We all have roses and small coins. If we can step out in faith and offer the little we have, who knows what great deeds God will do?

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Stewardship Saint

In this internet age, we have unique insight into the lives of modern day saints. St. Teresa of Kolkata is much beloved for her care for the poorest of the poor in the slums of India.

Born in Albania, St. Teresa began her religious life as a member of the Sisters of Loreto. After a placement in India teaching at a boarding school, she experienced what she referred to as a “call within a call.” Seeing the destitute on the margins of society, St. Teresa could no longer remain behind the walls of the school. She was compelled to take her ministry to the streets. In 1950 she received permission for the community that would become the Missionaries of Charity.

In St. John Paul II’s document on the Dignity and Vocation of Women, he writes “the moral and spiritual strength of a woman is joined to her awareness that God entrusts the human being to her in a special way” (30).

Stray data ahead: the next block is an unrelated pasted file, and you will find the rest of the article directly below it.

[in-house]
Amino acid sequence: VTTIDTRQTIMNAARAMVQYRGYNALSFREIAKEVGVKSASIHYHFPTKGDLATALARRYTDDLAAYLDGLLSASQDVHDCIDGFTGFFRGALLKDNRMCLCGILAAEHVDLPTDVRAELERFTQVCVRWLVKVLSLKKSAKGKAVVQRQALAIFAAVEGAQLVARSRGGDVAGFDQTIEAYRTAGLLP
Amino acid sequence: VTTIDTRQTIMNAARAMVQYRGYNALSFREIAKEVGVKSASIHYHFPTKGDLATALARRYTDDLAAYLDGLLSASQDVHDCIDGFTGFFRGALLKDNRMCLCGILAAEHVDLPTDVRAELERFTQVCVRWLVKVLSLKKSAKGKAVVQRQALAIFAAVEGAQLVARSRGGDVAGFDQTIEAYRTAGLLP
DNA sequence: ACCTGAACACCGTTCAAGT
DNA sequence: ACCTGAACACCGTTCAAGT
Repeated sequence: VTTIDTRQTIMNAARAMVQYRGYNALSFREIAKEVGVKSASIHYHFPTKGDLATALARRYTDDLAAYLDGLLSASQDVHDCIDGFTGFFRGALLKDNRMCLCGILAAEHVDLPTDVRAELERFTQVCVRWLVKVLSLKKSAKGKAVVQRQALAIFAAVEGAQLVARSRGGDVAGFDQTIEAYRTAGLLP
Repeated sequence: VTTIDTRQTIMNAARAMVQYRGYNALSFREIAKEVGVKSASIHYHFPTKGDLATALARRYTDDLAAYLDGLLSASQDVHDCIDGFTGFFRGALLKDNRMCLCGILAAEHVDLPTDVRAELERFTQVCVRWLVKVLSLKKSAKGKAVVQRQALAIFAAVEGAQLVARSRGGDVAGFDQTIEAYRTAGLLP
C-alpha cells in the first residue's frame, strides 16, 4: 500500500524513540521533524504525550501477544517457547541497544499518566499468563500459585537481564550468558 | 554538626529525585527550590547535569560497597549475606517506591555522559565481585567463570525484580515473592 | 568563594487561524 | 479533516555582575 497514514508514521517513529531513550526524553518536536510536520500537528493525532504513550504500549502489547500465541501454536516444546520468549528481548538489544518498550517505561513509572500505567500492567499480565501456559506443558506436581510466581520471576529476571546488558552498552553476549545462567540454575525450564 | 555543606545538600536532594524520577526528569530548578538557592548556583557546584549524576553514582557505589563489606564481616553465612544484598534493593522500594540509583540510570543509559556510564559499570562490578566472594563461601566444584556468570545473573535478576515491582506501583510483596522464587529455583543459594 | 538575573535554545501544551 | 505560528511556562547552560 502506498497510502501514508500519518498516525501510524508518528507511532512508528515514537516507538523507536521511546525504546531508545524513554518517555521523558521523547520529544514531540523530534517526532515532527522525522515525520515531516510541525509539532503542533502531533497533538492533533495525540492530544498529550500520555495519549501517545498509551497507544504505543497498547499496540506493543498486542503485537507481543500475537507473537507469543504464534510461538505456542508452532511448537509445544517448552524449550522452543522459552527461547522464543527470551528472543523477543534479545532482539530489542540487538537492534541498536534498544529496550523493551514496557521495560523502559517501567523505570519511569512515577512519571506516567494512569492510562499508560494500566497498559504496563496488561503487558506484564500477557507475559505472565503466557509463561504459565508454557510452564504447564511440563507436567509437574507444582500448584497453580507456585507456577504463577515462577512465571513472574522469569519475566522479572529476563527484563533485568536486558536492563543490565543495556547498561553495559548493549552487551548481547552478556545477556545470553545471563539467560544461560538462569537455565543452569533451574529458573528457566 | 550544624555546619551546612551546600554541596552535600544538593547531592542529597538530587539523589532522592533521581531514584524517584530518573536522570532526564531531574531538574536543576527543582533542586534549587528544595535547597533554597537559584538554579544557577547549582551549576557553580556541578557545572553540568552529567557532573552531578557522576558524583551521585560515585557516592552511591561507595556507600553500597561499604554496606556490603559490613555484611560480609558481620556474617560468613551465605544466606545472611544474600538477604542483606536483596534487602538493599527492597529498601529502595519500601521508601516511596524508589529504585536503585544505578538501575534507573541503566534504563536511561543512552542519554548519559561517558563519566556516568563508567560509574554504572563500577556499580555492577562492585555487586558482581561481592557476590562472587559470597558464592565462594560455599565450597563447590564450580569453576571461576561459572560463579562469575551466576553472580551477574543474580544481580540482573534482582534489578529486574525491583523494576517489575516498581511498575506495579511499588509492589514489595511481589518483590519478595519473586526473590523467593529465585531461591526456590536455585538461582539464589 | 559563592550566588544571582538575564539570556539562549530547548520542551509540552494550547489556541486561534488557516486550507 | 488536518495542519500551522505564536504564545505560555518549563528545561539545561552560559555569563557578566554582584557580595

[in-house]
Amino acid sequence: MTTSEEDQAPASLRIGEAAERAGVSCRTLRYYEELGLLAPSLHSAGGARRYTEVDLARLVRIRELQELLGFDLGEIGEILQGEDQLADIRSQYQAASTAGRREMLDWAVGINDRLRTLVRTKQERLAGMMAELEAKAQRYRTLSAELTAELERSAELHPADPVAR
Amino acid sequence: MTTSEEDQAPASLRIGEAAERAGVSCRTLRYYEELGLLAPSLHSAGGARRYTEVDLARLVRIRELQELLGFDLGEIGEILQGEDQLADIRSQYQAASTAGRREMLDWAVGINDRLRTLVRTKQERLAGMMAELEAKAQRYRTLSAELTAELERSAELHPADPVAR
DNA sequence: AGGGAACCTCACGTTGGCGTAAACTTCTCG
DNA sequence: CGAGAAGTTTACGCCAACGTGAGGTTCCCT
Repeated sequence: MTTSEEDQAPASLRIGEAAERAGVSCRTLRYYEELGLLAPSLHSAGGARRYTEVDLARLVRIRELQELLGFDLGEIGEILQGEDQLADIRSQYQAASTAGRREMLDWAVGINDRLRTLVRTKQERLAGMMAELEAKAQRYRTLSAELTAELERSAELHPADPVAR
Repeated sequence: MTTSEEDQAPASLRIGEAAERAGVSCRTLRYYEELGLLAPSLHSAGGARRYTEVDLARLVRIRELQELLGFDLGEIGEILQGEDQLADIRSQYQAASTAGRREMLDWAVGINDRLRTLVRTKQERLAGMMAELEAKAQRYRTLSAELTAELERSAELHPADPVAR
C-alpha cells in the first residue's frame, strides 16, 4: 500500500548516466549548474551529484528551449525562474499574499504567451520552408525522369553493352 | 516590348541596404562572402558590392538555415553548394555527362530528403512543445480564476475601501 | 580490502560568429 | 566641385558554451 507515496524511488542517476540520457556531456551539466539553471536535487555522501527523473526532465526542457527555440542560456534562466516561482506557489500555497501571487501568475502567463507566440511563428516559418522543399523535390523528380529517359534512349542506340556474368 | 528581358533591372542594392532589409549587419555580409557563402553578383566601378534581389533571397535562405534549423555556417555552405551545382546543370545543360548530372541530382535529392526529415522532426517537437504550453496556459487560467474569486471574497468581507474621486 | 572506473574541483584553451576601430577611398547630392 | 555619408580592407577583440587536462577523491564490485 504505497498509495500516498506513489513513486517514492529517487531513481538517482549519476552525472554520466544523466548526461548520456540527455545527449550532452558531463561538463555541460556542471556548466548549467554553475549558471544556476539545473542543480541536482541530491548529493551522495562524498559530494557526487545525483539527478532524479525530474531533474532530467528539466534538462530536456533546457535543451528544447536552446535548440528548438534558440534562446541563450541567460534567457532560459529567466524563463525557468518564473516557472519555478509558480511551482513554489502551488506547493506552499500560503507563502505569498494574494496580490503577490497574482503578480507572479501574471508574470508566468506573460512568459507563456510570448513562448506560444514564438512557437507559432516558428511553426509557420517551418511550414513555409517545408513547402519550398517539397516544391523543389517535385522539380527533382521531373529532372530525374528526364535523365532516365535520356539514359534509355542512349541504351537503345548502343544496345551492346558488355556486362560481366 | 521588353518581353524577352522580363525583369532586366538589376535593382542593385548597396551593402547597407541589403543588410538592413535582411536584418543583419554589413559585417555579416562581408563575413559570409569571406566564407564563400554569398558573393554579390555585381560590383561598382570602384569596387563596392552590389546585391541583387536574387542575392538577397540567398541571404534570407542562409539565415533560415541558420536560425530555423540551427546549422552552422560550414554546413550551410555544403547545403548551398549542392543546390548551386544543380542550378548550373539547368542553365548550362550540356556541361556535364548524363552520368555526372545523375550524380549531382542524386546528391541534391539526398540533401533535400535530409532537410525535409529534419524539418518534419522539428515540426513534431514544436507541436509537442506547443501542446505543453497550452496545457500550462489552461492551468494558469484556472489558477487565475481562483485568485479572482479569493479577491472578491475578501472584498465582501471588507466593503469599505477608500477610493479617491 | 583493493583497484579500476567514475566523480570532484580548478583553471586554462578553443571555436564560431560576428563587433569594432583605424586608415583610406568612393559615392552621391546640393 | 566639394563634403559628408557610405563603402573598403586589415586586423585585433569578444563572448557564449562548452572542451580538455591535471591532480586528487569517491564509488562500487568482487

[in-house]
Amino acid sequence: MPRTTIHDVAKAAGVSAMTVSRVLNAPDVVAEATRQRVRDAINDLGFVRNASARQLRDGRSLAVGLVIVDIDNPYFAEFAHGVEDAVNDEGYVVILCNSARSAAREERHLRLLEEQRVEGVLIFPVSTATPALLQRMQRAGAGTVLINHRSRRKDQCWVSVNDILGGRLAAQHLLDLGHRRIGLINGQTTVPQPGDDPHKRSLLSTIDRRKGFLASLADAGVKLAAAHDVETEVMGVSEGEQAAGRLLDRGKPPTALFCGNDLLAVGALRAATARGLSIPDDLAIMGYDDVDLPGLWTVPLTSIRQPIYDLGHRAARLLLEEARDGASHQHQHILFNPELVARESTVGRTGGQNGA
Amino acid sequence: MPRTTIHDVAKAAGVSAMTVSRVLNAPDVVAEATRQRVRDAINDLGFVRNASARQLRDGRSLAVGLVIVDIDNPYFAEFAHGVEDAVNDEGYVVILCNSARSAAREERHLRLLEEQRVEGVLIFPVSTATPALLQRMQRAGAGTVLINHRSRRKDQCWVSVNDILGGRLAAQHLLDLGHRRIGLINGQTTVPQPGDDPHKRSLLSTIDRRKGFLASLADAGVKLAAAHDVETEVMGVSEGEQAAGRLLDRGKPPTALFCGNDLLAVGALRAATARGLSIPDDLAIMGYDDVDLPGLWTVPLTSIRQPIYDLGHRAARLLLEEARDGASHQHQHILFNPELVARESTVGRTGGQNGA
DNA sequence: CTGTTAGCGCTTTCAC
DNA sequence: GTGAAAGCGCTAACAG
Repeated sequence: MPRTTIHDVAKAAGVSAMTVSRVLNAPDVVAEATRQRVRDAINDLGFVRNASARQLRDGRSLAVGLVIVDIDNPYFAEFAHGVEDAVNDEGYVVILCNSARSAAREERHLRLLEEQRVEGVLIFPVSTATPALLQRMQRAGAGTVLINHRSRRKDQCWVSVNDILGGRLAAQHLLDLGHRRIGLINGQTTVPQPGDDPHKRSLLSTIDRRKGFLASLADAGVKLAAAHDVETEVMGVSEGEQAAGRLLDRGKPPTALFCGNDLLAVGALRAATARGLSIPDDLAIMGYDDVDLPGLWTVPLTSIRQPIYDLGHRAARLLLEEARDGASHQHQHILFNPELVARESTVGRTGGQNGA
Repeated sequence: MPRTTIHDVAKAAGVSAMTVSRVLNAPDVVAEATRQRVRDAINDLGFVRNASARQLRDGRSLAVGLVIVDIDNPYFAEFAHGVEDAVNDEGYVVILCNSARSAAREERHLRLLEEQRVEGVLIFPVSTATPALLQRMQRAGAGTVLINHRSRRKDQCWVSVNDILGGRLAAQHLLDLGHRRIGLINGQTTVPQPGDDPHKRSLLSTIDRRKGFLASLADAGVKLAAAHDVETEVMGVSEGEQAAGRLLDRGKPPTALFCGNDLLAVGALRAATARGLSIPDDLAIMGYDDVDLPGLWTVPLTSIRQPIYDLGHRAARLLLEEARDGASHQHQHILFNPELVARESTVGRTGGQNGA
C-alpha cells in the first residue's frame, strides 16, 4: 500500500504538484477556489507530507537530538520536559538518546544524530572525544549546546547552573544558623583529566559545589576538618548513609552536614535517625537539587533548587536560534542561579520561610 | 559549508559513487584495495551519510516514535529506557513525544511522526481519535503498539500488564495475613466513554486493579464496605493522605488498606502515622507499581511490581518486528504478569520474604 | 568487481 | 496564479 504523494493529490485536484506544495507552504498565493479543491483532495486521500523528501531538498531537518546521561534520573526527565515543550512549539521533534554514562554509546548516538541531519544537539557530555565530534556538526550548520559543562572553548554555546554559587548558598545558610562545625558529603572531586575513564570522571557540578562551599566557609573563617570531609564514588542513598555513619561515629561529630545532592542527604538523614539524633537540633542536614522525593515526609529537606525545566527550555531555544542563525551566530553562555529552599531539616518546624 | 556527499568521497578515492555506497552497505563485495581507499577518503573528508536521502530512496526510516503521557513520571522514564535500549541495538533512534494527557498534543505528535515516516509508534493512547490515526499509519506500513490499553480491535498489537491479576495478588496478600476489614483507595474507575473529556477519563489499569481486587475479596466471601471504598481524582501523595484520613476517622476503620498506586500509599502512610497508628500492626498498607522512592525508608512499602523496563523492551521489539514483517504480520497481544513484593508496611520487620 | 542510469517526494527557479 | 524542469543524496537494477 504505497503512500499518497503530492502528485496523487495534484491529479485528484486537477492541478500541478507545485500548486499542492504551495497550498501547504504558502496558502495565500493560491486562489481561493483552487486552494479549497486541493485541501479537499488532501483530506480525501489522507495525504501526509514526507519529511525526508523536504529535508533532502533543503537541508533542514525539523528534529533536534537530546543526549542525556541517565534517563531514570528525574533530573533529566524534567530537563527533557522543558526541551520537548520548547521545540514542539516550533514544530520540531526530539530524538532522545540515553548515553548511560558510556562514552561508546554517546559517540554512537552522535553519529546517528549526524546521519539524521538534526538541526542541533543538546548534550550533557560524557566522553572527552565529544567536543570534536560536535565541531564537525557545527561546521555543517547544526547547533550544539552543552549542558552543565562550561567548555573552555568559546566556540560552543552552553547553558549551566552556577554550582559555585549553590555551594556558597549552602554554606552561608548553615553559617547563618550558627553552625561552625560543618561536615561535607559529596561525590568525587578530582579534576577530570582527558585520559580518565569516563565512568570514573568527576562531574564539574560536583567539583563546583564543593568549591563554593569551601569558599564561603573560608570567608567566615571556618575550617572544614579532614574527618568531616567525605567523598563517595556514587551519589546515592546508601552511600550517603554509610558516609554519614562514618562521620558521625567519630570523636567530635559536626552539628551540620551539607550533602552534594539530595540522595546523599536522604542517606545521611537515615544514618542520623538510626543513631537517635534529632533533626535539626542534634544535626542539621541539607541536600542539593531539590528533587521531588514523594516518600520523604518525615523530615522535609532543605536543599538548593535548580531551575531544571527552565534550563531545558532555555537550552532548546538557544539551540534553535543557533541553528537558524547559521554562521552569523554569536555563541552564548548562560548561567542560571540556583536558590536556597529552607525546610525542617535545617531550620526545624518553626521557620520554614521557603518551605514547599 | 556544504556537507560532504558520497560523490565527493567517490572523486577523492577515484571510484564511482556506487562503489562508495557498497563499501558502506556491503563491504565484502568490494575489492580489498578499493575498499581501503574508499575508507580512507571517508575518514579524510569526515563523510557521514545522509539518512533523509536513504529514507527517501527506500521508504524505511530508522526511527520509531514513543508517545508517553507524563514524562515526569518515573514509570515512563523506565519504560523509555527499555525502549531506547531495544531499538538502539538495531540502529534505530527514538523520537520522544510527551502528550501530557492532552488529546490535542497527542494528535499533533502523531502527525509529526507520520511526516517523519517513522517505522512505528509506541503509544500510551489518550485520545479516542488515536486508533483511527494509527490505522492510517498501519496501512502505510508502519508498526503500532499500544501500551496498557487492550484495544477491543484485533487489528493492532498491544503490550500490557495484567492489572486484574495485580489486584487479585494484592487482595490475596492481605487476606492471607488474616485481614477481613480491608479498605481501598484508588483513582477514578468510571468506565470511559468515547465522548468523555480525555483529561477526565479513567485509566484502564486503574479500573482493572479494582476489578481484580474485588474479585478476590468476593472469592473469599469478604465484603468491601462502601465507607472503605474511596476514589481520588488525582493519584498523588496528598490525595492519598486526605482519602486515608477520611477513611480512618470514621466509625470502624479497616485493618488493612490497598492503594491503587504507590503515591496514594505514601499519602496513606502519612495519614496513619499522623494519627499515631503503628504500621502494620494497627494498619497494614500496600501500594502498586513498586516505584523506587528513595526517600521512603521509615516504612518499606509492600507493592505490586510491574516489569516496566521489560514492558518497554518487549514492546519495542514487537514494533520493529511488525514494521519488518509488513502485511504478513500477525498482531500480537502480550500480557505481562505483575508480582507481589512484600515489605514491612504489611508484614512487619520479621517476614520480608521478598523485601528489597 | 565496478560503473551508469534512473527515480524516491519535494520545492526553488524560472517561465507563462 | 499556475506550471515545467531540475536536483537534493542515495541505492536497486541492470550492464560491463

What is stewardship if not entrusting? God gives us our life, with all it’s gifts, strengths, and weaknesses. St. Teresa of Kolkata recognized that she was entrusted with her life, her one life, to offer as a gift to those in need. As the Missionaries of Charity grew, as donations came in and convents were built, St. Teresa recognized that not only was she entrusted with the means to serve, but she was entrusted with the person themselves. Every person she encountered – the dying, the disabled, the refugees, the orphan – she met as if meeting as Christ.

 

As we grow in a stewardship way of life, let us remember that we are not only entrusted with our finances and abilities, but we are entrusted with one another, brothers and sisters in the family of God.

 

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Stewardship Saint